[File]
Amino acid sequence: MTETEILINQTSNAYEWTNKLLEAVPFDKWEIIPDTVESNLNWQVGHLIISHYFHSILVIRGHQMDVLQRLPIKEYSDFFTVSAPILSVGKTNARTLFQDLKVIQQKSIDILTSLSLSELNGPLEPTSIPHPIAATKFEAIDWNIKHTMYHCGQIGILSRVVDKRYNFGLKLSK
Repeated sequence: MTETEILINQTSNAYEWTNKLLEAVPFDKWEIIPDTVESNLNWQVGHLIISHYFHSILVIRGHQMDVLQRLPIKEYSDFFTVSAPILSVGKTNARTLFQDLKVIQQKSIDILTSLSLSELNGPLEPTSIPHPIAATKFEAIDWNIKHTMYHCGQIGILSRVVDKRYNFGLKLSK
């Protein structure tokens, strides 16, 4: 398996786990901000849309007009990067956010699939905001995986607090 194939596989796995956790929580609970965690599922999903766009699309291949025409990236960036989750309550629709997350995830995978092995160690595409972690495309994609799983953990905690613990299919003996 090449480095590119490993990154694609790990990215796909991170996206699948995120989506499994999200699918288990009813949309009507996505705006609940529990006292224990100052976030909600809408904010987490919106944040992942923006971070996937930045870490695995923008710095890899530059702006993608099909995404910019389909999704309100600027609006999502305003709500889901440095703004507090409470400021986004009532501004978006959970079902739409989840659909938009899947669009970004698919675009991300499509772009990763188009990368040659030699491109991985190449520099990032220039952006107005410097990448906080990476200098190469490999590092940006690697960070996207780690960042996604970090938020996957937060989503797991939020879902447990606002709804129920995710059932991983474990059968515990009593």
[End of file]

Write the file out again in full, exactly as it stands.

Amino acid sequence: MTETEILINQTSNAYEWTNKLLEAVPFDKWEIIPDTVESNLNWQVGHLIISHYFHSILVIRGHQMDVLQRLPIKEYSDFFTVSAPILSVGKTNARTLFQDLKVIQQKSIDILTSLSLSELNGPLEPTSIPHPIAATKFEAIDWNIKHTMYHCGQIGILSRVVDKRYNFGLKLSK
Repeated sequence: MTETEILINQTSNAYEWTNKLLEAVPFDKWEIIPDTVESNLNWQVGHLIISHYFHSILVIRGHQMDVLQRLPIKEYSDFFTVSAPILSVGKTNARTLFQDLKVIQQKSIDILTSLSLSELNGPLEPTSIPHPIAATKFEAIDWNIKHTMYHCGQIGILSRVVDKRYNFGLKLSK
């Protein structure tokens, strides 16, 4: 398996786990901000849309007009990067956010699939905001995986607090 194939596989796995956790929580609970965690599922999903766009699309291949025409990236960036989750309550629709997350995830995978092995160690595409972690495309994609799983953990905690613990299919003996 090449480095590119490993990154694609790990990215796909991170996206699948995120989506499994999200699918288990009813949309009507996505705006609940529990006292224990100052976030909600809408904010987490919106944040992942923006971070996937930045870490695995923008710095890899530059702006993608099909995404910019389909999704309100600027609006999502305003709500889901440095703004507090409470400021986004009532501004978006959970079902739409989840659909938009899947669009970004698919675009991300499509772009990763188009990368040659030699491109991985190449520099990032220039952006107005410097990448906080990476200098190469490999590092940006690697960070996207780690960042996604970090938020996957937060989503797991939020879902447990606002709804129920995710059932991983474990059968515990009593």